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Day one, we rise

by Steve Saville

So much can happen in a year.

This time last year we were in danger of being washed away here in Auckland, this year we continue to melt.

Remembering back a year though I certainly prefer the muggy nights to the torrential rain.

So just like the weather, the education climate is going through its own state of flux right now. The problem is we don't really know much about what this new world will look like, and when…yet.

In this void there is a growing sense of anxiety as evidenced in various education forums I have been reading this week, stoked by the media who seem to like nothing more than telling everyone what an awful job we are doing and how truly dire our schools are.

From what we do know it seems like the following is the current state:

  1. We know that reviews, and reviews of reviews, are taking place.

  2. We know that the pendulum is going to swing back towards a more standardized approach to learning

  3. We know that information around Te Mātaiaho/curriculum refresh/Common Practice Model and any other initiatives that were timelined last year seem to be on hold, and therefore won’t in all likelihood be presented with any clarity for a few months yet.

I could go on but the reality is we just don't know, and are unlikely to know much for a while yet. - Oh that is not totally correct is it? We do know mobile phones have been banned.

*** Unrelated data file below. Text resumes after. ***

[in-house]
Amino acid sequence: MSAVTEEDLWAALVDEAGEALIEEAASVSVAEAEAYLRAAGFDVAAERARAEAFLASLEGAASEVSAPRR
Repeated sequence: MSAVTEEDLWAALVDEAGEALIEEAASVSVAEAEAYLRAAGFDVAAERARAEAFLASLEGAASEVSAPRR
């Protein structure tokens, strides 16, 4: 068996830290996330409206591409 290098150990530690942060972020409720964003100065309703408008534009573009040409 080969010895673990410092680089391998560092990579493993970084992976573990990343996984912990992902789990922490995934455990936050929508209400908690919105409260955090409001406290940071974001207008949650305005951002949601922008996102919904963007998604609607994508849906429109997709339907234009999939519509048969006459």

All of the above though, whilst it affects us, is beyond our control. So maybe we should spend less time worrying about what we can't control (I am assuming that there are not many of us who believe that we can actually influence the decisions of the new Minister).

Instead let us focus our energy and time on what we can change and influence.

The reality is that we don't know what is going on behind closed doors in Wellington, but we do know that in little over a week our children are going to walk back through our school gates and into our classrooms.

They are our reason - and they will return with hope, aspirations and dreams about 2024.

Their world we can influence. 

So maybe we spend just a little less time trying to understand the machinations of the politicians and instead spend our valuable time, our intelligence, our creativity and our love into making the start of the year a wonderful celebration of our profession and our schools.

  • Let's make the induction of new staff a celebration of who we are and what we are proud of.

  • Let's welcome our new learners with a warmth that wraps around them like a blanket as soon as they enter our rooms.

  • Let's plan a start of the year which is fun, inclusive, celebratory, inspirational and aspirational.

  • Let's continue to use critical, culturally responsive pedagogies.

  • Let's get this revolution going, but let's start it with a smile!

We are in complete control of how we start the year, we are in control of these initial learning experiences of our students, so lets make it all a belter. 

As I write this the sun is shining and the Vaccines new album is belting out way too loud so, if I wish anything for you it is that you put on your favorite music, turn it up, and start planning a revolutionary and inspirational start to the school year.

Happy New Year Whānau from both Becca and I at ELV.

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